Representing for the culture: What Black History Month means to me


Dasyonne Brashear

To me, Black History Month means finally being able to celebrate my culture. This is the month African Americans get to draw attention to all the achievements and progress we have made.

In elementary school, history books taught me about the accomplishments of George Washington and Henry Ford, but I’d never seen someone in those textbooks who had my skin color or my hair texture.

Growing up, I always got excited about Black History Month because it was a time to learn about people who looked like me. When a teacher would assign the class a project in observance of the month, I would always take pride in making my projects very detailed.

When I made it to middle school, I noticed we never learned about different historic black people other than the mainstream ones.

Sure we’ve all heard about Dr. Martin Luther King Jr., Rosa Parks and Harriet Tubman, but what about all the other black people who left their mark on the world like Alice Coachman, Benjamin O. Davis Sr. and Mae Jemison?

There are so many Black people who have made history and 28 days is simply not enough time to celebrate them all. Black people are always making history, but we rarely hear about it on the news. Instead, numerous studies have found the media frames us in a negative light.

Black people typically fall under negative stereotypes that lead the media to depict us inaccurately. These stereotypes range from our wealth, behavior and criminal association.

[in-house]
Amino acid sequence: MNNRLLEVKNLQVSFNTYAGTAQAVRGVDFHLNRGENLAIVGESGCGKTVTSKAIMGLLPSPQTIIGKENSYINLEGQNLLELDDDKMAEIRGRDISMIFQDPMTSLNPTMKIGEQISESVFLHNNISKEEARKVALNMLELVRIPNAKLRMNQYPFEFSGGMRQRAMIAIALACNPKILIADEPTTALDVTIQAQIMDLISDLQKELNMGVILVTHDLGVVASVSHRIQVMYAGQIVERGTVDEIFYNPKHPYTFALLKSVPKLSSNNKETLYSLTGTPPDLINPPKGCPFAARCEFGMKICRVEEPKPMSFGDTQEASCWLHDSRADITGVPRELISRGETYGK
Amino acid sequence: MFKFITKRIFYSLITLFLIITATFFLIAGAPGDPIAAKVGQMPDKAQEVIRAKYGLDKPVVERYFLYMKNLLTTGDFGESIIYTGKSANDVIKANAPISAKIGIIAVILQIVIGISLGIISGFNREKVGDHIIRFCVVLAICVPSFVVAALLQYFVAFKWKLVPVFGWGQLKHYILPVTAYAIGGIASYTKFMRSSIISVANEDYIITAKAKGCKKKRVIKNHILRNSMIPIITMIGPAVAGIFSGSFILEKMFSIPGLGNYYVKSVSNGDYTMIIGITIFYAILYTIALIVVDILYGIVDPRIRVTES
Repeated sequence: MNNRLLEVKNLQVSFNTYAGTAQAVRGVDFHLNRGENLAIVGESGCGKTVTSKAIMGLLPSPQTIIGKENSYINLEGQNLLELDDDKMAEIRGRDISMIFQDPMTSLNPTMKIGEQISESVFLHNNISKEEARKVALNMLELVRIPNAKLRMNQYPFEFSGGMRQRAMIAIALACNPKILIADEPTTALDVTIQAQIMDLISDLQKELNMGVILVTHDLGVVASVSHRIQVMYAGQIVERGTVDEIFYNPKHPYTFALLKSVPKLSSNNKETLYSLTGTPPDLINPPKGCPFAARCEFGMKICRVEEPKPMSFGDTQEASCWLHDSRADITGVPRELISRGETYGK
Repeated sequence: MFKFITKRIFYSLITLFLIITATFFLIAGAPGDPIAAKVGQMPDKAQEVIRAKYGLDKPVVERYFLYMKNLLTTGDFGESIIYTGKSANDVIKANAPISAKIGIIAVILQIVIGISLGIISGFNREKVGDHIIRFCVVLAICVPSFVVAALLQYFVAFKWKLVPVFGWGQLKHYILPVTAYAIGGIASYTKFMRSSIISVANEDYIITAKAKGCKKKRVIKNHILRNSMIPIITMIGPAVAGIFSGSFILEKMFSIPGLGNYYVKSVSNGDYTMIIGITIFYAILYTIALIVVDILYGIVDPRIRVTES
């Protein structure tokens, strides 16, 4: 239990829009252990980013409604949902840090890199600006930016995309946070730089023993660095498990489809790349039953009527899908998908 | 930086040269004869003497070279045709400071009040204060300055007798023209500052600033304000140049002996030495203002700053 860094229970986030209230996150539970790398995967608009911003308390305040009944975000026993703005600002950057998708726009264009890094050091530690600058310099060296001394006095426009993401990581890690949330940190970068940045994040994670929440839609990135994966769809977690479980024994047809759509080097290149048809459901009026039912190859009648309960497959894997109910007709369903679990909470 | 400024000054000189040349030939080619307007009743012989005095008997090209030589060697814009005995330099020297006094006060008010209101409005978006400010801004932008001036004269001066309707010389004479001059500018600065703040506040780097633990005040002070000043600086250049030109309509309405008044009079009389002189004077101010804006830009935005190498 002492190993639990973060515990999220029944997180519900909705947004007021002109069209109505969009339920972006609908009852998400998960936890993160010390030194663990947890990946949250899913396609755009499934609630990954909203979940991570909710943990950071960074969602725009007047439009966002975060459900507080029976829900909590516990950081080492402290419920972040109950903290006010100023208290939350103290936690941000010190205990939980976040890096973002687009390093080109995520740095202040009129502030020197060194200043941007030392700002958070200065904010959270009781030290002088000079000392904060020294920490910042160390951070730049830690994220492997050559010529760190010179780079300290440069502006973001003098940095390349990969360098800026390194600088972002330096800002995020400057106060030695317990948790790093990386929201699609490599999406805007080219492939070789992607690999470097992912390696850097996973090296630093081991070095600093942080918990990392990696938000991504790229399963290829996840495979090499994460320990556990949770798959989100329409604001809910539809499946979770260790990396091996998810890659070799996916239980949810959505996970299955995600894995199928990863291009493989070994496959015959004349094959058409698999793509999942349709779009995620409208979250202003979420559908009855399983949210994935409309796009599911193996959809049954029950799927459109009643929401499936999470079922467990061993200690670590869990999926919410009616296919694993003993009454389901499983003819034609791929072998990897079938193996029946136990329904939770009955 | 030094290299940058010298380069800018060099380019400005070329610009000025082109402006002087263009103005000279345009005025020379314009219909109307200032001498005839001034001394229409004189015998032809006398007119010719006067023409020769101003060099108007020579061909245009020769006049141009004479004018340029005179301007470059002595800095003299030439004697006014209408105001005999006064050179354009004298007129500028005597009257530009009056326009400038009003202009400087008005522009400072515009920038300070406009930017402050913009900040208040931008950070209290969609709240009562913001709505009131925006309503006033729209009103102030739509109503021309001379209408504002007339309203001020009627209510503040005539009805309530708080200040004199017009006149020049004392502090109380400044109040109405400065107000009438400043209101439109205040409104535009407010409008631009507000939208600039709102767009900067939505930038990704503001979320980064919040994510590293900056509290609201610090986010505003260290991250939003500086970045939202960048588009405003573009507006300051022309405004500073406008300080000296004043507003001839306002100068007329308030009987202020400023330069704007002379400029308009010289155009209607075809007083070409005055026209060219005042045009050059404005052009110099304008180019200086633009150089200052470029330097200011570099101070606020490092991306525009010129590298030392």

According to, “Our research confirms this: news and opinion media overrepresent Black family poverty by 32 percentage points while white family poverty is underrepresented by 49 percentage points.”

It is unfair for the media to portray African Americans as poor, angry criminals. When we are subjected to these categories, it brings a dark cloud over our community and makes it hard for our accomplishments to be seen.  

It is important for us to break these negative stereotypes and show America that we are not violent and lazy like they portray us to be. We work just as hard as everyone else, but don’t get nearly as much recognition.

We have come so far and still have ways to go. We want to be seen as equals and not be judged because of our skin color.

It’s important for young black kids to have idols who look like them. 

For me, Black History Month is also a time to honor and celebrate all the African Americans who had to overcome adversities for me to have the rights I have today. 

Some might look up to Superman or Batman as their hero, but for me, my heroes are all the African Americans who have made a difference in the world whether big or small.